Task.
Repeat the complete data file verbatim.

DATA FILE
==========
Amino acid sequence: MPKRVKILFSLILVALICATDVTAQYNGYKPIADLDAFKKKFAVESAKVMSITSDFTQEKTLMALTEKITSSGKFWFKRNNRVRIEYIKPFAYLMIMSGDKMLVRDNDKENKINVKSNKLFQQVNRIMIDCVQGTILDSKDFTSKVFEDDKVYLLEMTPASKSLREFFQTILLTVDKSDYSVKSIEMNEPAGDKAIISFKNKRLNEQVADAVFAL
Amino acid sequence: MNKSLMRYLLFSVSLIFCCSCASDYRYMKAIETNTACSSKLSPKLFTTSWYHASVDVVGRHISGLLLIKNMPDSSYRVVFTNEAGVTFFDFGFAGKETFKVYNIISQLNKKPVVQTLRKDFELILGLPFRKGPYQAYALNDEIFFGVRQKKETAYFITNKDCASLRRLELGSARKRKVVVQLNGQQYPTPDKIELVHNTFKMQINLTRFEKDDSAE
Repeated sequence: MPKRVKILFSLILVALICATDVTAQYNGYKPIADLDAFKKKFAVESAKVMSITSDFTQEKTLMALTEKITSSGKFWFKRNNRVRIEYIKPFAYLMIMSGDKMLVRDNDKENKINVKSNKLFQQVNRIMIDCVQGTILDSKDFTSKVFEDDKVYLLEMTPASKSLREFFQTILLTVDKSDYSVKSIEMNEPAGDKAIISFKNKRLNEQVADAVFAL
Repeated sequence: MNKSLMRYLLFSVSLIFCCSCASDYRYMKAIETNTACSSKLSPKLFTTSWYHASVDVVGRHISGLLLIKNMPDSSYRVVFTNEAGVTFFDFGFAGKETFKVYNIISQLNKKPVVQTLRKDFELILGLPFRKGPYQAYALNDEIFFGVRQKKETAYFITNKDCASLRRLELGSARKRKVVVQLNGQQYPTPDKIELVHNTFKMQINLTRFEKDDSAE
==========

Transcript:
Amino acid sequence: MPKRVKILFSLILVALICATDVTAQYNGYKPIADLDAFKKKFAVESAKVMSITSDFTQEKTLMALTEKITSSGKFWFKRNNRVRIEYIKPFAYLMIMSGDKMLVRDNDKENKINVKSNKLFQQVNRIMIDCVQGTILDSKDFTSKVFEDDKVYLLEMTPASKSLREFFQTILLTVDKSDYSVKSIEMNEPAGDKAIISFKNKRLNEQVADAVFAL
Amino acid sequence: MNKSLMRYLLFSVSLIFCCSCASDYRYMKAIETNTACSSKLSPKLFTTSWYHASVDVVGRHISGLLLIKNMPDSSYRVVFTNEAGVTFFDFGFAGKETFKVYNIISQLNKKPVVQTLRKDFELILGLPFRKGPYQAYALNDEIFFGVRQKKETAYFITNKDCASLRRLELGSARKRKVVVQLNGQQYPTPDKIELVHNTFKMQINLTRFEKDDSAE
Repeated sequence: MPKRVKILFSLILVALICATDVTAQYNGYKPIADLDAFKKKFAVESAKVMSITSDFTQEKTLMALTEKITSSGKFWFKRNNRVRIEYIKPFAYLMIMSGDKMLVRDNDKENKINVKSNKLFQQVNRIMIDCVQGTILDSKDFTSKVFEDDKVYLLEMTPASKSLREFFQTILLTVDKSDYSVKSIEMNEPAGDKAIISFKNKRLNEQVADAVFAL
Repeated sequence: MNKSLMRYLLFSVSLIFCCSCASDYRYMKAIETNTACSSKLSPKLFTTSWYHASVDVVGRHISGLLLIKNMPDSSYRVVFTNEAGVTFFDFGFAGKETFKVYNIISQLNKKPVVQTLRKDFELILGLPFRKGPYQAYALNDEIFFGVRQKKETAYFITNKDCASLRRLELGSARKRKVVVQLNGQQYPTPDKIELVHNTFKMQINLTRFEKDDSAE